By John Sonmez September 20, 2018

Working For Cheap Or Learning Technologies?

Being a developer at its early stages means making some choices that can definitely influence in your career 5 years later. Should you work? Should you invest in learning new technologies?

When you're beginning in software development, you almost don't know anything. And, in that stage, you need to make a decision: should you start working, with what you have and know, for cheap, or should you invest more time in learning new technologies so that you can charge more for your work?

While you might think that this case has a specific answer, things might not always work like that.

Should you work for cheap or learn new technologies? Watch this video and find out!

Transcript of The Video

John Sonmez: Hey, what's up? John Sonmez here from simpleprogrammer.com. This time, I'm going to be talking about working for cheap or learning technologies or learn technologies. I got this email from Raj. Raj is a pretty dang cool name, by the way. I like that name. I think if I were in India, I would go with Raj. “Should I choose to work for cheap on technologies (Winforms, image processing), which will have very less impact on my career or learn technologies,”—and he's got ASP.NET, MVC, AngularJS— “with high demand in market and continue job search?” The way I'm interpreting this question is basically saying, “Hey, look. I can get a job doing Winforms development or doing—what else did he put here? Something that’s not as valuable. Image processing. I think image processing is valuable, which will have not much impact on the career because it's—Winforms development. Who is using that anymore?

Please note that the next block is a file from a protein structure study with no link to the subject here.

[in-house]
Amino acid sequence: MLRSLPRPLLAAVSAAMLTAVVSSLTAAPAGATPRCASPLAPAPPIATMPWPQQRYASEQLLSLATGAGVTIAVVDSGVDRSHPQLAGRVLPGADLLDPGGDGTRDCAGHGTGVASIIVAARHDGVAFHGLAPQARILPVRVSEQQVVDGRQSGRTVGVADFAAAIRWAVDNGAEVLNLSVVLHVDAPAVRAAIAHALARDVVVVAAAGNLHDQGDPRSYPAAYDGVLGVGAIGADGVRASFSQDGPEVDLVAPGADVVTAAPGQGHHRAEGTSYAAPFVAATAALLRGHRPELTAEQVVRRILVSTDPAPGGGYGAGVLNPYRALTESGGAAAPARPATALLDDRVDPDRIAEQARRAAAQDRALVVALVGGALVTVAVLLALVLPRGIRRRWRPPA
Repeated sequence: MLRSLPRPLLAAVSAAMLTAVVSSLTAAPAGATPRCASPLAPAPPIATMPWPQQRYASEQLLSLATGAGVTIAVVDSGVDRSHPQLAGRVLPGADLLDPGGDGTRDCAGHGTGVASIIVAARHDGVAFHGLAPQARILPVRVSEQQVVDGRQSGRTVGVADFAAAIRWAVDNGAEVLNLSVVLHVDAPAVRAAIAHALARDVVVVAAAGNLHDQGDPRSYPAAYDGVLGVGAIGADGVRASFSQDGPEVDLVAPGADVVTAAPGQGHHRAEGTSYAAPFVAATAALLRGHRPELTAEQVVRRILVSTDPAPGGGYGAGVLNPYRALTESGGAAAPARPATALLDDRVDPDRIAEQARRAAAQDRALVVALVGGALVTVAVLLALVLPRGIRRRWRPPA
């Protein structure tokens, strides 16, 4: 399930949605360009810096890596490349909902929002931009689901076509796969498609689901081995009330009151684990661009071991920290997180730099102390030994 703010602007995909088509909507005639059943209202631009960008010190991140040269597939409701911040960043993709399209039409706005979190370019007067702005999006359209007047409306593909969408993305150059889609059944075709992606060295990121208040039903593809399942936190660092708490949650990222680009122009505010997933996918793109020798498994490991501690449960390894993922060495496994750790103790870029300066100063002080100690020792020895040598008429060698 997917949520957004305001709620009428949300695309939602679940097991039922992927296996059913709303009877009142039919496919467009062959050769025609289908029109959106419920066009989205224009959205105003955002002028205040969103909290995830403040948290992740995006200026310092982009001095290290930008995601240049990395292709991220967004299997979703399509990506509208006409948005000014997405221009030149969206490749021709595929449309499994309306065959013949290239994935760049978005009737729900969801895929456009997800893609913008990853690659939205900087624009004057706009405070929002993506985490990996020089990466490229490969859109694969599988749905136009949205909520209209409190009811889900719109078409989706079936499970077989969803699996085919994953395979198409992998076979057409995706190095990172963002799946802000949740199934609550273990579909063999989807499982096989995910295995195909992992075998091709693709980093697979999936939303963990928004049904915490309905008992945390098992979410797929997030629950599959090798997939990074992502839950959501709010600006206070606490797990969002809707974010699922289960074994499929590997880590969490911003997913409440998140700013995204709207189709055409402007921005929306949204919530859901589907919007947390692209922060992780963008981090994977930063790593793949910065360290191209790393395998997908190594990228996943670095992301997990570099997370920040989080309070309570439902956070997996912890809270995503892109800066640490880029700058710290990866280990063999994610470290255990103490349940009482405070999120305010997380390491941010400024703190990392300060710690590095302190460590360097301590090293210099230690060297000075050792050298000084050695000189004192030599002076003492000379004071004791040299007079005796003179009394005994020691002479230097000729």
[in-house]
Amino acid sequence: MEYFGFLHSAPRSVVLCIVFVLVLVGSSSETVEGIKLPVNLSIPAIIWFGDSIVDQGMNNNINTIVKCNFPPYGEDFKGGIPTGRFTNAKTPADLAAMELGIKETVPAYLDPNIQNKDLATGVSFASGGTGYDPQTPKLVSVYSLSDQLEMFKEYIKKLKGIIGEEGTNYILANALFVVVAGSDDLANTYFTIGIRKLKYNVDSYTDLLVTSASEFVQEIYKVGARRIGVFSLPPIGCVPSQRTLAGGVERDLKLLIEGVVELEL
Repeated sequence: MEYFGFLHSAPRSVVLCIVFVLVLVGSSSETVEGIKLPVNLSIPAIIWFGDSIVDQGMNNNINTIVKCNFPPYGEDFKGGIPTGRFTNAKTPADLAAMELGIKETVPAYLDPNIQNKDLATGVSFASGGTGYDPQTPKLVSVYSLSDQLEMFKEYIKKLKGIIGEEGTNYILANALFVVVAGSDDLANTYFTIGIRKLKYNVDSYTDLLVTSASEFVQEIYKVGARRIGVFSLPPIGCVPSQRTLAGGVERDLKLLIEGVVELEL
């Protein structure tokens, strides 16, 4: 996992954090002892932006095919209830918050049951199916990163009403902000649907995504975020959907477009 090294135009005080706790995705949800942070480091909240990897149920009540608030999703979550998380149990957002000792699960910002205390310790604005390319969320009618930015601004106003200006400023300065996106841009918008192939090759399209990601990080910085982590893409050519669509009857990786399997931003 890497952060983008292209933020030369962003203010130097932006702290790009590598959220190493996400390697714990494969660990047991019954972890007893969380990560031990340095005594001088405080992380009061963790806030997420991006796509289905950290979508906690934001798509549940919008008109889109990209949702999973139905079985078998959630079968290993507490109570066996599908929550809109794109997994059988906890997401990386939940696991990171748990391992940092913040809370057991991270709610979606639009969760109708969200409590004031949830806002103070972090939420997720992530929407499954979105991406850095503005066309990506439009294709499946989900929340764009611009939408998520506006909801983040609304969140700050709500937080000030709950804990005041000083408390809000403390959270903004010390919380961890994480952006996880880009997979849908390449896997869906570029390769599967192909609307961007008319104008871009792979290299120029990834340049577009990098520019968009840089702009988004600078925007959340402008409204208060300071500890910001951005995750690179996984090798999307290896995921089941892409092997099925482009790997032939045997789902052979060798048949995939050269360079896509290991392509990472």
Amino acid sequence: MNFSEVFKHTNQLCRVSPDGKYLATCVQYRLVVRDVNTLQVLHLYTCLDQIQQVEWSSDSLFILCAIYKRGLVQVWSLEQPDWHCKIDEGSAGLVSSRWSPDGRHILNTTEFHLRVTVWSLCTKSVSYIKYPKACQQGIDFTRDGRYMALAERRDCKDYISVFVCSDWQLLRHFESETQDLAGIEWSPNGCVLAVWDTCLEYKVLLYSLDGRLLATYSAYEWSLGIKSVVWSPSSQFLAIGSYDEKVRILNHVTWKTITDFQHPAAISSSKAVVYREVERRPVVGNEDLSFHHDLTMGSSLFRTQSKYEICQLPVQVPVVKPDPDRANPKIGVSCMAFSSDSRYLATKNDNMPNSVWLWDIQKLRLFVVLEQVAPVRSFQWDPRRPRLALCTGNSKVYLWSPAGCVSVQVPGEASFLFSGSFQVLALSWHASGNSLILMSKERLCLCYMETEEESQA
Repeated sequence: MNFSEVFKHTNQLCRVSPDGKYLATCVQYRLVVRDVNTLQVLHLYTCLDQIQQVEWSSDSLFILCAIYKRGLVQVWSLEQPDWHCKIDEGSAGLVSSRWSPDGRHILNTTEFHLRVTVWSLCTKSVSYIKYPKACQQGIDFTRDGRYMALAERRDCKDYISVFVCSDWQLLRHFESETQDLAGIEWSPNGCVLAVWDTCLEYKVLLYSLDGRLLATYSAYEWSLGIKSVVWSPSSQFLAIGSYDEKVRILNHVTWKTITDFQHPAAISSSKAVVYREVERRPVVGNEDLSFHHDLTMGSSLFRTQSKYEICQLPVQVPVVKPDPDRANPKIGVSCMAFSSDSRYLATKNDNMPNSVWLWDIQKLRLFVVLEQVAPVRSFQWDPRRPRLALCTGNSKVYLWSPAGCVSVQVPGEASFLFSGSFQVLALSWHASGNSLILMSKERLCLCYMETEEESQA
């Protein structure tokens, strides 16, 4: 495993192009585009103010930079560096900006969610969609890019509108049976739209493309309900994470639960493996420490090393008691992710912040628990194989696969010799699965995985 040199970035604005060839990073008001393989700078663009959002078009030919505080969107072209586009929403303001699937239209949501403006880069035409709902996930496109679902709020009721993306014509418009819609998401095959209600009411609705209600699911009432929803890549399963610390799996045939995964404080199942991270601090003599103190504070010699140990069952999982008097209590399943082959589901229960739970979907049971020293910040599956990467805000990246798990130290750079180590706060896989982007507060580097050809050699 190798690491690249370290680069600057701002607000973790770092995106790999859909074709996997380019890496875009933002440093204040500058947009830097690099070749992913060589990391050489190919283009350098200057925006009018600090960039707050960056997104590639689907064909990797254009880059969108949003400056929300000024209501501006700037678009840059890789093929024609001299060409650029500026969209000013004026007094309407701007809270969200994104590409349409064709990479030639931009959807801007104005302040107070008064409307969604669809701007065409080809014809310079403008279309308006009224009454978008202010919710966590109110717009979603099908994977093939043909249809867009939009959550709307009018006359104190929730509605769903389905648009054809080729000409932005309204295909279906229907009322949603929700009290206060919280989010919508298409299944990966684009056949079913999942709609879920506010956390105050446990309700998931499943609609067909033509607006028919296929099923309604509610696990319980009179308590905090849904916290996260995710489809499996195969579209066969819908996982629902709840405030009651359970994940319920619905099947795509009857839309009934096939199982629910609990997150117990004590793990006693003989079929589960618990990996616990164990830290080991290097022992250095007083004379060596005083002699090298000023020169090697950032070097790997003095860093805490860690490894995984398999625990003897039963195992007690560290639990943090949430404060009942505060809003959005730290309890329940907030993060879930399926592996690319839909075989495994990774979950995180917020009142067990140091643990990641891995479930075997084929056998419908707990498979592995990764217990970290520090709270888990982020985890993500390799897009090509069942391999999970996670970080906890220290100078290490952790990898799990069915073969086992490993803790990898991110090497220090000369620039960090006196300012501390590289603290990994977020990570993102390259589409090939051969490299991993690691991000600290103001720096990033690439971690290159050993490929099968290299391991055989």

We're using MFC and all that or I can continue my job search and I have a job right now, but I could learn ASP.NET, and AngularJS something more valuable in the marketplace. What should I do? Should I take the short-term money and work the Winforms thing and sacrifice my future or should I go without a job and maybe not eat for a while and learn ASP.NET. Here's what I would actually recommend that you do. I would recommend, you know, if you don’t have a job and you don't have a buffer, take the job that you can get with the skills that you have right now, but figure out how you can start transitioning in that job to more update skills, right? If you know you can get a Winforms job like this tomorrow, then go for it. Then go do it, right? In the meantime, start learning something else, and try to incorporate that into your current job. I think a lot of people—and this is—I mean we could apply this to a higher level. I think a lot of people that are out there looking for jobs, a lot of you software developers right now because I know I got to get emails from you. You're like, “Well, I want to do this but I'm not getting that job. I don’t have that perfect opportunity,” or you're even—you've got some experience in retail or some other area and you're like, “Oh well, this is beneath me. I want to be a software developer now. I'm going to just be unemployed for a long time and I'm just going to keep on learning my software development.” Life doesn’t work that way, right? You've got to be working. You're not going to have success by just like spending all this time learning and then you get a job and it's the perfect job that you want. A lot of times you have to create your own opportunities in life and they're going to come from unexpected places that you might not expect.